From The Editor | February 28, 2023

Rare Disease Day 2023


By Erin Harris, Editor-In-Chief, Cell & Gene
Follow Me On Twitter @ErinHarris_1


Today is Rare Disease Day, and the goal of Rare Disease Day is to improve knowledge among the general public of rare diseases while encouraging researchers and decision makers to address the needs of those living with rare diseases. In 2008 EURORDIS, with the Council of National Alliances, launched the first Rare Disease Day on February 29th, as it is a rare day that occurs only once every four years. It is otherwise celebrated on February 28th, as this month has a rare number of calendar days. Various advocacy groups, industry, academia, and the FDA dedicate time, research, community outreach, and educational sessions to spread data about rare diseases. Indeed, according to, although Rare Disease Day is patient-led, everyone, including individuals, families, caregivers, healthcare professionals, researchers, clinicians, policy makers, industry representatives and the general public, can participate in raising awareness and taking action today for this vulnerable population who require immediate and urgent attention.

Manufacturing and Rare Diseases

I had the opportunity to contribute an article in Cell & Gene’s sister print publication, Life Science Leader magazine, for its annual Industry Outlook issue. You can read Part 1 and Part 2 here. The experts who participated in the interviews for that article provided so much detailed data, and I was unable to include everything in the article. Karen Kozarsky, Ph.D., Founder and CEO or SwanBio Therapeutics is one of the experts who participated in the article, and she provided sound information regarding advancements in gene therapy. The company’s initial focus is in the spinal cord-related disorders, beginning with adrenomyeloneuropathy (AMN), a form of x-linked adrenoleukodystrophy (ALD), which causes a disruption to the myelin sheath of the nerves. This occurs because of an inherited mutation of the ABCD1 gene. While SwanBio’s initial focus is on diseases that are both rare and serious, the broader vision is understanding the origin and treatment of disorders where therapeutic DNA has the potential to treat a range of neurological illnesses.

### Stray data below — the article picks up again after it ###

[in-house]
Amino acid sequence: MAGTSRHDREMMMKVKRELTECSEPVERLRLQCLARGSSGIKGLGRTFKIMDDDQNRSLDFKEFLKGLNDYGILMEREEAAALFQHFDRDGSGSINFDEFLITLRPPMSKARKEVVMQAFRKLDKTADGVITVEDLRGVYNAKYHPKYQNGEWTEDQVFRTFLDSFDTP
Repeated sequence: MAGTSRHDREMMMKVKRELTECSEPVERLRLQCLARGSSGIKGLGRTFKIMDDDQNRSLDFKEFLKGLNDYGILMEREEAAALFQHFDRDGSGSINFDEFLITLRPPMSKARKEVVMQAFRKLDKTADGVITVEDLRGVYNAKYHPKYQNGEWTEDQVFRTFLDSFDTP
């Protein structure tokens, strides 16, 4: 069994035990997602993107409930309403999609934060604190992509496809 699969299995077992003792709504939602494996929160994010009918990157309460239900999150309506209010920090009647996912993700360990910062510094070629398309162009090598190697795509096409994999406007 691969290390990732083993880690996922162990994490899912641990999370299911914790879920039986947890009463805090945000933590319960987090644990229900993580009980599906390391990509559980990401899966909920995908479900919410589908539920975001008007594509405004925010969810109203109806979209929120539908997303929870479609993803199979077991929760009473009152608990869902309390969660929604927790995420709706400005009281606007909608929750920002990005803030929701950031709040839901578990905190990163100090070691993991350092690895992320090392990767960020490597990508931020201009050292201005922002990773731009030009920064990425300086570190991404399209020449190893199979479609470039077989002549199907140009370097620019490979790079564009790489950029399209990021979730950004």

Here’s some of what we discussed that did not make it to print, and it is information that is critical in the on-going research for rare diseases. I asked her what went well in 2023 regarding gene therapies for the spinal cord. “It seems like every year in gene therapy is an exciting year with the incredible advancements that take place,” stated Kozarsky. “Having said that, it never feels like enough when it comes to progress. One thing that sticks out in my mind was the success of Novartis’ Zolgensma for spinal muscular atrophy. It is used as a one-time infusion into a vein. It provides a new copy of the gene that makes the human SMN protein. From what I’ve read, 2,300 babies have been treated so far worldwide. These babies are so severely affected, they don’t even sit up and most die between two and four years of age. Using this as a gene replacement therapy, the children are achieving milestones and living longer.

In terms of replication, although Novartis is developing the therapy, it was originally developed by a small startup much like Swan. They are demonstrating that innovations can come from a multitude of places and have impact. In terms of the science, this program helps de-risk other approaches like ours because they are using the same type of AAV we are using. The target tissue, spinal cord, is being reached paving the way for other iterative science. Many others can build on lessons they have learned.     

The other company getting a lot of attention is Taysha Gene Therapies, developing a gene therapy for giant axonal neuropathy (GAN) with the same target. Both therapies are well established in clinical trials for efficacy and safety and have orphan drug designation.”

Kozarsky went on to explain that as we iterate the science, we will reduce the need for how much we need to manufacture to study and eventually distribute gene therapies widely. However, companies are working independently and missing some commonalities we share with manufacturing challenges. One solution would be to pool resources and efforts. Why solve over and over when we could solve it only once? She stated that she sees progress all around her. For example, there are more physical facilities being built. Contract manufacturers building these sites could playing a key role in enabling many companies to overcome individual manufacturing capabilities. Let those who are expert in manufacturing take that piece and let the bench scientists work with them to enable better processes overall.

“Additional approaches come at the issue from the other direction: attempting to require less material for equally effective delivery,” says Kozarsky. “Those efforts center around finding improvements in delivery to be more specific for the target tissue. In addition, identification of new variations of the virus may make improve delivery to the appropriate tissues and cell types. The less you need to deliver, the lower the burden on manufacturing. It’s all about efficiency.”